May 25, 2004

Café sans frontières

Mark Liberman over at Language Log confronts the rather distinctive bipartite division of coffees in Montreal: velouté or corsé? I was a student when I lived in Montreal. The answer was always corsé. Montreal coffee culture is a bit different. Instead of Starbucks, Van Houtte is the place for du vrai corsé.

But what makes this really funny to me is that I had the same experience in reverse.

To tell this story, I have to set the wayback machine all the way back to 1994. Pink Floyd had just released The Division Bell and High Hopes was on all the time at CHOM 97.7 FM. Bill Clinton was in his first term, as was "Ti-Jean" Chrétien, and your humble narrator was a wee grad student toiling in the vaults of the Pavillon Lionel-Groulx at the Université de Montréal. Having recently scored a job translating a computer manual, I went and bought the most expensive computer I could afford: A 486 DLC-33 with 4 megs of RAM and a 40 meg hard drive. I had Windows, but I mostly ran DOS.

As a grad student, I had certain privileges. Well, one privilege. I had an Internet account via the university and access to their bank of 9600 baud modems. Through this medium, I met this woman in California hanging around in German chatrooms.

Long story short, come July I'm on a Greyhound bus bound for Santa Cruz, California.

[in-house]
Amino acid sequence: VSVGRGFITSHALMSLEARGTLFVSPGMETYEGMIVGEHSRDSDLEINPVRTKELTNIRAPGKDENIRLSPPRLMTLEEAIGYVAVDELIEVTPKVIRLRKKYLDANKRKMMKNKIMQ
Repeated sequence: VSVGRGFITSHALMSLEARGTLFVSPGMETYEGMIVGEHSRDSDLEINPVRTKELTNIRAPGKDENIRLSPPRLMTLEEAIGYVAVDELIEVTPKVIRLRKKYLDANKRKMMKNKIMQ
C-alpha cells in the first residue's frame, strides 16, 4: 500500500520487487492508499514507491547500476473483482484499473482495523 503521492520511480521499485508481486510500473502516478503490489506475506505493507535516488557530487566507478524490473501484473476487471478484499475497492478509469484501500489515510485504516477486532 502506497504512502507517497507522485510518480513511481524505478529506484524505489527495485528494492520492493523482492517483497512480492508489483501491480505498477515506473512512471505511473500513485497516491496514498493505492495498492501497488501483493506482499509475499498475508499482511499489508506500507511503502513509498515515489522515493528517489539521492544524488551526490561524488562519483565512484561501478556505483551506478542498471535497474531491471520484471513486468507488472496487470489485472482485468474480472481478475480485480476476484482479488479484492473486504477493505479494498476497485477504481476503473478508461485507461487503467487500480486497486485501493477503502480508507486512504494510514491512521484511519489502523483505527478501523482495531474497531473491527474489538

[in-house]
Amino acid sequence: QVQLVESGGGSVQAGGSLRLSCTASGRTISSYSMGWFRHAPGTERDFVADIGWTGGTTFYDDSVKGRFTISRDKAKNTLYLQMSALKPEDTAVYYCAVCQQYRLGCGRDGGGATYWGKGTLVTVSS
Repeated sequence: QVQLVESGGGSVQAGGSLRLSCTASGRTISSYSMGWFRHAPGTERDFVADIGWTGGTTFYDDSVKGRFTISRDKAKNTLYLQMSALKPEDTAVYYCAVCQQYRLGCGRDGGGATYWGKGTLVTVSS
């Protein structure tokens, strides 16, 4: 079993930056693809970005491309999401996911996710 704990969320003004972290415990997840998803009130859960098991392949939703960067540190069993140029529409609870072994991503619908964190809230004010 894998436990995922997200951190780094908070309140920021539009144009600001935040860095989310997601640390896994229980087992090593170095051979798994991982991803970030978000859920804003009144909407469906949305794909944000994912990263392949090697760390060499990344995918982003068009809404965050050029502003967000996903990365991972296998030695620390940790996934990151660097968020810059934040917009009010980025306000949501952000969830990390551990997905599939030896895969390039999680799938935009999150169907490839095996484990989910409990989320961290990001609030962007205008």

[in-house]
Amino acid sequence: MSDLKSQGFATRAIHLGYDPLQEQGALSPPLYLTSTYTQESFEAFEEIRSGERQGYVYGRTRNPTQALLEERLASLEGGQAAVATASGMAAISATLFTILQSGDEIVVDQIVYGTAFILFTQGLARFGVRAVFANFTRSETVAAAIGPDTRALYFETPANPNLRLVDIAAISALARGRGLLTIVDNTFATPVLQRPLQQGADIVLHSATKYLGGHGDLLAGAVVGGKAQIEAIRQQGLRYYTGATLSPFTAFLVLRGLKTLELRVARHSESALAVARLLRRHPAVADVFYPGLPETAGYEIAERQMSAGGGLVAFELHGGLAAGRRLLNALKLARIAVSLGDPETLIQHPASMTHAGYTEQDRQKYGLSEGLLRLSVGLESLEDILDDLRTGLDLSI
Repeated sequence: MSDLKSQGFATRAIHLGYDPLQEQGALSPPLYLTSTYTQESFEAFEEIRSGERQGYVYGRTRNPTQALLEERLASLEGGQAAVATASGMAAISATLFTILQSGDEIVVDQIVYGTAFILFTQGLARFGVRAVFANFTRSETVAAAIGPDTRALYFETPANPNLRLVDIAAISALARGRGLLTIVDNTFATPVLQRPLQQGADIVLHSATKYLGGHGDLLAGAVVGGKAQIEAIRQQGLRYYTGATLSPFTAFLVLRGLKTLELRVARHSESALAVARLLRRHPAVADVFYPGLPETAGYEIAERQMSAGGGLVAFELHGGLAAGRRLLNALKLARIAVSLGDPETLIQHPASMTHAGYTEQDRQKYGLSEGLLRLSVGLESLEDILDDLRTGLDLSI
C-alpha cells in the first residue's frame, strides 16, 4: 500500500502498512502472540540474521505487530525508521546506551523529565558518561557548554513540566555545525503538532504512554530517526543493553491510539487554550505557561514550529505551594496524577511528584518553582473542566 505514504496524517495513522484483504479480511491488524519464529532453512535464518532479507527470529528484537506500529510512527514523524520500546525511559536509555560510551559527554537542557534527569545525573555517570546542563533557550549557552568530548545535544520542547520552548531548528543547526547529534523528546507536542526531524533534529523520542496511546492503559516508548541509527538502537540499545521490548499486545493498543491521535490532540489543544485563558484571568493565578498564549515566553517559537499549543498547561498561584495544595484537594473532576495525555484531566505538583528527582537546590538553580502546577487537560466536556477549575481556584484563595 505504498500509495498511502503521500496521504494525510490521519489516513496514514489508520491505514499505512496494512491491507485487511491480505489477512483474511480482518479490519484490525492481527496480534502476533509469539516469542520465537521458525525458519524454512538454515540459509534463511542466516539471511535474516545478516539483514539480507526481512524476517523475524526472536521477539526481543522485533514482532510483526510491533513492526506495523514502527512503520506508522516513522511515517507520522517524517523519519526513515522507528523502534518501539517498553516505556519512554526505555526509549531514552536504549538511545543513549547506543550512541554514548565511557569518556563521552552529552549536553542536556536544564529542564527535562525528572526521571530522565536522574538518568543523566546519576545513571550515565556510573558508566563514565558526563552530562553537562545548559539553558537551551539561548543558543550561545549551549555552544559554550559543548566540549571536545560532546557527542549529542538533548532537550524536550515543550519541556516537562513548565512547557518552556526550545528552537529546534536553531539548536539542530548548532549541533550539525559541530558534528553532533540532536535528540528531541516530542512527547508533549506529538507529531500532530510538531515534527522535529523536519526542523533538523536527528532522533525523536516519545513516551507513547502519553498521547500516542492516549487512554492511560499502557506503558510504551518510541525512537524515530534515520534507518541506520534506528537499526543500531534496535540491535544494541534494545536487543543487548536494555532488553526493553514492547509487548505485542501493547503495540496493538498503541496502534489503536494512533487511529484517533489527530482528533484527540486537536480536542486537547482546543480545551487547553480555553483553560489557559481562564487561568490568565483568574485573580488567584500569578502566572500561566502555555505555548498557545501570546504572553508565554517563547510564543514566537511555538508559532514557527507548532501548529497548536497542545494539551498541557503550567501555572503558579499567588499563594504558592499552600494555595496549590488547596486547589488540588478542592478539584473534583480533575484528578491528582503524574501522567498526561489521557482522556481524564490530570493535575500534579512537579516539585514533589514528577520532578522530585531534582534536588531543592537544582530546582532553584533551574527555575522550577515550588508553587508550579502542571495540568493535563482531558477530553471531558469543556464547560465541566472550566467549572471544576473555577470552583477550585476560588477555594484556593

I had never been west of the Rockies before. So, the very first time I entered California was on a bus headed out of Reno, a day and a half after leaving Canada. It's an experience that is certainly memorable. My bus from SLC had pulled into Reno around six in the morning, exposing me to my first Cantonese-American breakfast across the street from the Greyhound terminal.

From Reno, you go west on I-80 over the dry floor of the Truckee River valley. Most of Nevada looks just like the area just west of Reno: dry scrub, wasteland, cattle. Nothing worth staying awake for. But don't fall asleep. About 20 minutes after getting on the freeway, you are confronted with a wall of rock with a single canyon in the middle. Those are the Sierras.

The freeway plunges into the canyon and the whole world changes. For the next hour or so, you are in the mountains. It's all pine trees and canyons until you hit Emigrant Gap. The transition from the Nevada desert couldn't be sharper. For a flatland city boy like me, it was dazzling.

You move quickly through an odd city in the mountains called Auburn, and then the road flattens out. Before you and below you lies an enormous valley, too large and too smoggy for you to see the ends clearly.

The road widens in Auburn and the traffic picks up, and just as you're reaching the level floor of the valley, you start to see something. Something which - in 1994 - I had never seen before except on TV: Palm trees.

It was the first moment when the whole thing became real, when I realised that I was in California and that California was not like where I came from. I was the heir to a century of imagery and myth about the promised land on the Pacific coast, and for a brief time, I actually dropped my Gen X cynicism long enough to wonder if, this one time, it might actually all be for real.